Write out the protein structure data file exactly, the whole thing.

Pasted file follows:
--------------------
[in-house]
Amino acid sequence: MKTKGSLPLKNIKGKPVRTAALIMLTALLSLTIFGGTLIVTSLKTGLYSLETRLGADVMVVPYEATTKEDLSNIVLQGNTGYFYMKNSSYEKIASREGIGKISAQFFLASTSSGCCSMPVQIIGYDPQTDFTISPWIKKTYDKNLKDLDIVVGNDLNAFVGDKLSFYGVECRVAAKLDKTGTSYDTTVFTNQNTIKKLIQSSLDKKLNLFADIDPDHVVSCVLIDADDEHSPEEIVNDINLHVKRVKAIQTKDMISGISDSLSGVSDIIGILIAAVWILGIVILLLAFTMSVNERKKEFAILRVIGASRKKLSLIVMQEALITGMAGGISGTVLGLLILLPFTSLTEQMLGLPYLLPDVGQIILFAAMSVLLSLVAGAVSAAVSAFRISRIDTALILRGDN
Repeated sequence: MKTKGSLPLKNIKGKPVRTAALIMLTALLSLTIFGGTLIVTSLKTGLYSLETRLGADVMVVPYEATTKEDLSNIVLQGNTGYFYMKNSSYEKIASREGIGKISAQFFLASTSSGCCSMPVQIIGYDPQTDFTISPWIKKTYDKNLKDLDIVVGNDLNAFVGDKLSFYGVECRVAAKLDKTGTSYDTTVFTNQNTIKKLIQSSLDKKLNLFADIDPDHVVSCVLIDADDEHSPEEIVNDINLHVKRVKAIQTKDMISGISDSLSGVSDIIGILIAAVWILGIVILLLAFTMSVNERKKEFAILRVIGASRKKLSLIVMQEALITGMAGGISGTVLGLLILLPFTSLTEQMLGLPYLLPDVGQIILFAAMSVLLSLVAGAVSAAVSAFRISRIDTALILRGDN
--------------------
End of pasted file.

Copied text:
[in-house]
Amino acid sequence: MKTKGSLPLKNIKGKPVRTAALIMLTALLSLTIFGGTLIVTSLKTGLYSLETRLGADVMVVPYEATTKEDLSNIVLQGNTGYFYMKNSSYEKIASREGIGKISAQFFLASTSSGCCSMPVQIIGYDPQTDFTISPWIKKTYDKNLKDLDIVVGNDLNAFVGDKLSFYGVECRVAAKLDKTGTSYDTTVFTNQNTIKKLIQSSLDKKLNLFADIDPDHVVSCVLIDADDEHSPEEIVNDINLHVKRVKAIQTKDMISGISDSLSGVSDIIGILIAAVWILGIVILLLAFTMSVNERKKEFAILRVIGASRKKLSLIVMQEALITGMAGGISGTVLGLLILLPFTSLTEQMLGLPYLLPDVGQIILFAAMSVLLSLVAGAVSAAVSAFRISRIDTALILRGDN
Repeated sequence: MKTKGSLPLKNIKGKPVRTAALIMLTALLSLTIFGGTLIVTSLKTGLYSLETRLGADVMVVPYEATTKEDLSNIVLQGNTGYFYMKNSSYEKIASREGIGKISAQFFLASTSSGCCSMPVQIIGYDPQTDFTISPWIKKTYDKNLKDLDIVVGNDLNAFVGDKLSFYGVECRVAAKLDKTGTSYDTTVFTNQNTIKKLIQSSLDKKLNLFADIDPDHVVSCVLIDADDEHSPEEIVNDINLHVKRVKAIQTKDMISGISDSLSGVSDIIGILIAAVWILGIVILLLAFTMSVNERKKEFAILRVIGASRKKLSLIVMQEALITGMAGGISGTVLGLLILLPFTSLTEQMLGLPYLLPDVGQIILFAAMSVLLSLVAGAVSAAVSAFRISRIDTALILRGDN